SPOLER ALERT: DON’T READ IF YOU HAVEN’T WATCHED MAD MEN SEASON FOUR EPISODE TWO.
The haze of liquor and cigarette smoke that hangs langorously over Mad Men doesn’t obscure the piercing truths about our business that still have the capacity to hurt.
Last week’s episode, when the Lucky Strike client Lee Garner, a good ol’ boy and closeted homosexual (he had Sal fired in Season 3 when his advances were rebuffed) forced Roger to put on the Santa suit at the office Christmas party, it tore at my heart.
In a beauifully nuanced escalation, the client went from jovial “suggestion” to more insistent request to a chilling command. And it was made all the worse by playing out in front of the entire staff.
And by the fact that it was Roger.
Choosing Pete would have meant nothing. Steeped in self-loathing, Pete would have seen donning the Santa suit as an escape from himself, not to mention a career-enhancer.
Don? Wasn’t gonna happen. And Lee knew it.
Burt Cooper? He already plays the jovial fool.
No…to exert maximum authority and to inflict maximum pain, the client chose Roger…elegant, patrician, unflappable Roger. Roger, whose ties to American Tobacco go back a generation on either side. Roger, whose inherited relationship occasionally lulls him into believing he is something other than a vendor.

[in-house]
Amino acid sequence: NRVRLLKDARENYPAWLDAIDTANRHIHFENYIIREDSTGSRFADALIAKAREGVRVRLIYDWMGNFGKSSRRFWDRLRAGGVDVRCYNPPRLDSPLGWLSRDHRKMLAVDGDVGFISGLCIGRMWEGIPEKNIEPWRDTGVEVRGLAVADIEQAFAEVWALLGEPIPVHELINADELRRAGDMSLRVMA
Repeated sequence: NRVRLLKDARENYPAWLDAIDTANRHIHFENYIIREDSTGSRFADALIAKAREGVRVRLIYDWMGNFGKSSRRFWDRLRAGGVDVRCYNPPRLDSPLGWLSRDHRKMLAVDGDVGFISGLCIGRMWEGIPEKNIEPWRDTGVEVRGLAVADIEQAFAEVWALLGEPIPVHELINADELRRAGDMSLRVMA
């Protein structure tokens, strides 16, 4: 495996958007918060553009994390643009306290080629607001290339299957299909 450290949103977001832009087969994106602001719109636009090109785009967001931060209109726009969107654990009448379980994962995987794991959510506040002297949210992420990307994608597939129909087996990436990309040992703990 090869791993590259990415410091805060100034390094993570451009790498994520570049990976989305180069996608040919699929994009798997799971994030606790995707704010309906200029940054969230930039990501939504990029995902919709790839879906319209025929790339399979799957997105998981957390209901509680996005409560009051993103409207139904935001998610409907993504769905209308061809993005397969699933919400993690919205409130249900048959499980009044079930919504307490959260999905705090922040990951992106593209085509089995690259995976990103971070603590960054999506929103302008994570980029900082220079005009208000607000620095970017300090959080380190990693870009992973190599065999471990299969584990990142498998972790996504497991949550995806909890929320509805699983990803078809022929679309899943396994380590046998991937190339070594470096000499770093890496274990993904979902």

Put on the suit, Roger. Put it on so I can remind you of exactly where you stand in the order of things. Put it on for your wife, your partners and all the employees with their stricken expressions to see.
As I sat there and watched in sick fascination, my wife turned to me and asked if anything like that ever happened to me and my partners.
A highlight reel of slights and humiliations, verbal cuffings and inappropriate demands unspooled through my head.
Not that overtly, I said. But do some clients look for and exploit opportunities to make us choose between our dignity and our paycheck? Yes.
We may just have to put on the beard, or carry the sack, or bellow “Ho, ho, ho,” but it’s putting on the Santa suit, it’s still uncomfortable, and the alternative, the unspoken “or else” is still terrifying in its unknowability.
Some of those deadful suits were account people–so scared that they puffed themselves up to appear manly and sure. Imitations of their clients but somehow lacking the sureness.
I don't want to relive that major part of it; better to remember the few days of real joy